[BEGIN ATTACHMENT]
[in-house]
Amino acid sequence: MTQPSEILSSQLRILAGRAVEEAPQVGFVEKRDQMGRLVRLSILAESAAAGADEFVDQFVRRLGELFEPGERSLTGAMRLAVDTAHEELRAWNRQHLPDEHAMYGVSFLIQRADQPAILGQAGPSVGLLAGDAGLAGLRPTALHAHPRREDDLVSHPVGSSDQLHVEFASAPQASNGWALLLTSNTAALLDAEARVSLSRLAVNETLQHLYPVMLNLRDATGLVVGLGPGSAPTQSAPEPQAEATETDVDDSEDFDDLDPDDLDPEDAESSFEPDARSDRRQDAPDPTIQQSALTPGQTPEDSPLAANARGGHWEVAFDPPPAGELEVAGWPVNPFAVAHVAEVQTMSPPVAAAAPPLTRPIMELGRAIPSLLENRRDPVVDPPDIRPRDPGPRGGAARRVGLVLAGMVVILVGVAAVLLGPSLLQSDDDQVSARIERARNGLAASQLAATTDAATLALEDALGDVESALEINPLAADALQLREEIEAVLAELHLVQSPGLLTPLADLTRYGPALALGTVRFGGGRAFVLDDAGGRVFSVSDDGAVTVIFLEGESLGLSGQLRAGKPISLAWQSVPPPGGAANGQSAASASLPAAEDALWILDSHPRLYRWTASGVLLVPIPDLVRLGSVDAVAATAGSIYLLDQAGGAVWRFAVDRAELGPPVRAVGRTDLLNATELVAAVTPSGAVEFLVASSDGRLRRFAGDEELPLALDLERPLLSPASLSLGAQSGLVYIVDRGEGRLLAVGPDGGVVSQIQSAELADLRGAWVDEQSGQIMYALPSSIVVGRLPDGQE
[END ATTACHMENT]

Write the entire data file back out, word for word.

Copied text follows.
[in-house]
Amino acid sequence: MTQPSEILSSQLRILAGRAVEEAPQVGFVEKRDQMGRLVRLSILAESAAAGADEFVDQFVRRLGELFEPGERSLTGAMRLAVDTAHEELRAWNRQHLPDEHAMYGVSFLIQRADQPAILGQAGPSVGLLAGDAGLAGLRPTALHAHPRREDDLVSHPVGSSDQLHVEFASAPQASNGWALLLTSNTAALLDAEARVSLSRLAVNETLQHLYPVMLNLRDATGLVVGLGPGSAPTQSAPEPQAEATETDVDDSEDFDDLDPDDLDPEDAESSFEPDARSDRRQDAPDPTIQQSALTPGQTPEDSPLAANARGGHWEVAFDPPPAGELEVAGWPVNPFAVAHVAEVQTMSPPVAAAAPPLTRPIMELGRAIPSLLENRRDPVVDPPDIRPRDPGPRGGAARRVGLVLAGMVVILVGVAAVLLGPSLLQSDDDQVSARIERARNGLAASQLAATTDAATLALEDALGDVESALEINPLAADALQLREEIEAVLAELHLVQSPGLLTPLADLTRYGPALALGTVRFGGGRAFVLDDAGGRVFSVSDDGAVTVIFLEGESLGLSGQLRAGKPISLAWQSVPPPGGAANGQSAASASLPAAEDALWILDSHPRLYRWTASGVLLVPIPDLVRLGSVDAVAATAGSIYLLDQAGGAVWRFAVDRAELGPPVRAVGRTDLLNATELVAAVTPSGAVEFLVASSDGRLRRFAGDEELPLALDLERPLLSPASLSLGAQSGLVYIVDRGEGRLLAVGPDGGVVSQIQSAELADLRGAWVDEQSGQIMYALPSSIVVGRLPDGQE